The Interest Rate Conundrum
Well, it looks like uncertainty about interest rates isn’t going anywhere.
Last week, the Fed chose to leave interest rates unchanged at the current rate between 0.25 and 0.5 percent — despite previously indicating there would likely be a rise. The decision was attributed to concerns about the stock market, low oil prices, and international economic turmoil. This happened despite the Fed admitting that housing, consumer confidence and hiring were all on the upswing domestically.
The ironic thing is, after all of the worry surrounding another hike, the stock market dropped following the news that rates won’t go up.
What do unchanged rates mean for the industry?
Many industry pundits reported that a rise in rates would not have been the worst thing for CRE. Harvard economist Martin Feldstein pointed out that an increase would likely help the industry’s perceived bubble by tightening prices. But many CRE professionals have been preparing for this correction and have expected rises for months now, reportedly working the possible rise into their deals.
Still, that doesn’t mean the commercial real estate industry wasn’t concerned about a jump in interest rates. An interest-rate jump could have meant a rush for refinancing assets, and property values could have decreased. It would also be more difficult to get certain loans, especially for construction and financing that are considered higher risk. This could lead to less CRE demand for transactions, as property prices might wane.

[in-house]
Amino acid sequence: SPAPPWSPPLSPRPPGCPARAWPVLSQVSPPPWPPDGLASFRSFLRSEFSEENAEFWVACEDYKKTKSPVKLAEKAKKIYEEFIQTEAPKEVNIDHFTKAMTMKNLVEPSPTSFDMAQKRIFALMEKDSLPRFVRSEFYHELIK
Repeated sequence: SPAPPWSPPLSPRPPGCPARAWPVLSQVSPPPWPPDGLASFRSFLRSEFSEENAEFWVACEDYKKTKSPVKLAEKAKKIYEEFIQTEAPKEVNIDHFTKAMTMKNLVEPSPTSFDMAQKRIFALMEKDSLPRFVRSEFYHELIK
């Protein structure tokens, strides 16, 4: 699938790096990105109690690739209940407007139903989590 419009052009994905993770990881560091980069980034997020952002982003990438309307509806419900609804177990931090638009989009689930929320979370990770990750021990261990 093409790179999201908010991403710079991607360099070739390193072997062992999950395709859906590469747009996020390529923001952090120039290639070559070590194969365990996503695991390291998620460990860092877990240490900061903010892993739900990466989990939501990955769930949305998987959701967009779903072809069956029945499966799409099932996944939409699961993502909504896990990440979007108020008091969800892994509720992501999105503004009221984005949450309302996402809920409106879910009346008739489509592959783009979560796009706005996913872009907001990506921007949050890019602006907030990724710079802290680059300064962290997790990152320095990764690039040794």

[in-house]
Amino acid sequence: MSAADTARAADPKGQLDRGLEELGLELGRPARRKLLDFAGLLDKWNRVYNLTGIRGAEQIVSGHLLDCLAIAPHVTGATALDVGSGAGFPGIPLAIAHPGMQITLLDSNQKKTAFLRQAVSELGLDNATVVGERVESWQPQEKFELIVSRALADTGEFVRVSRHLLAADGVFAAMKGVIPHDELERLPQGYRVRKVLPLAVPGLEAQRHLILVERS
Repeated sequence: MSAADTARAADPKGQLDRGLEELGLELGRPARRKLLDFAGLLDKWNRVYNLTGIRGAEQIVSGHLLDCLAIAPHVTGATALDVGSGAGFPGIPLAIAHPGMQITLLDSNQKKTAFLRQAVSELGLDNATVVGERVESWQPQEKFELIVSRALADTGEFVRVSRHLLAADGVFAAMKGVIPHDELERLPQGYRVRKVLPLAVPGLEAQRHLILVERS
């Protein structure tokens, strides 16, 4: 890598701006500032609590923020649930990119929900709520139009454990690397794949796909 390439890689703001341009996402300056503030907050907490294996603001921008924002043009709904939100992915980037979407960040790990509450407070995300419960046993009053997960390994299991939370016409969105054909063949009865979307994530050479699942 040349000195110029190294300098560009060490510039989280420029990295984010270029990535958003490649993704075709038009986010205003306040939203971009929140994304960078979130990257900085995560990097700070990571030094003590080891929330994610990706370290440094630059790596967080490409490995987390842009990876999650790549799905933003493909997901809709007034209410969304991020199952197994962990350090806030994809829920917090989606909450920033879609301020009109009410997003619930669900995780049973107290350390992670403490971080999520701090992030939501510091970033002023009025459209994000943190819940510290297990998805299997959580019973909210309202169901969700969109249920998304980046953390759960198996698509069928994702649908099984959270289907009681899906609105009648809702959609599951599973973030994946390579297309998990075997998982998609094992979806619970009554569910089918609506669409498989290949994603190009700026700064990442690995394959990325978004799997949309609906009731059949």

Several CRE professionals also recently pointed out that strong job and economic fundamentals in the industry, and a lack of new supply, are creating a major commercial real estate construction boom. A rise in rates could cool off the boom moving into 2016. Uncertainty remained in whether the correction would happen and how long the recent good times could last.
From an international perspective, the interest rate game is playing out quite differently. The Bank of Japan, and several countries in Europe are installing negative interest rates, which has given a bump to commercial real estate properties in those locales. It has also been reported that low interest rates in the United Kingdom have helped Land Securities, widely considered to be the biggest U.K.-based REIT. Such trends might give commercial real estate followers some idea of what US-based REITs could see as a result of no change in domestic rates, at least for the time being.
What’s in store?
Some economists believe that the Fed will still increase interest rates in March. Whether it be political elections, interest-rate increases, or other factors, it gives commercial real estate investors pause. The main problem is uncertainty about what the future brings. It’s hard to make investment decisions based on total speculation of the future of the global economy. It would be nice if the Fed could figure out something soon, so at least one outside factors could bring a bit of certainty to the industry.
Stay tuned to see what actually happens…if anything.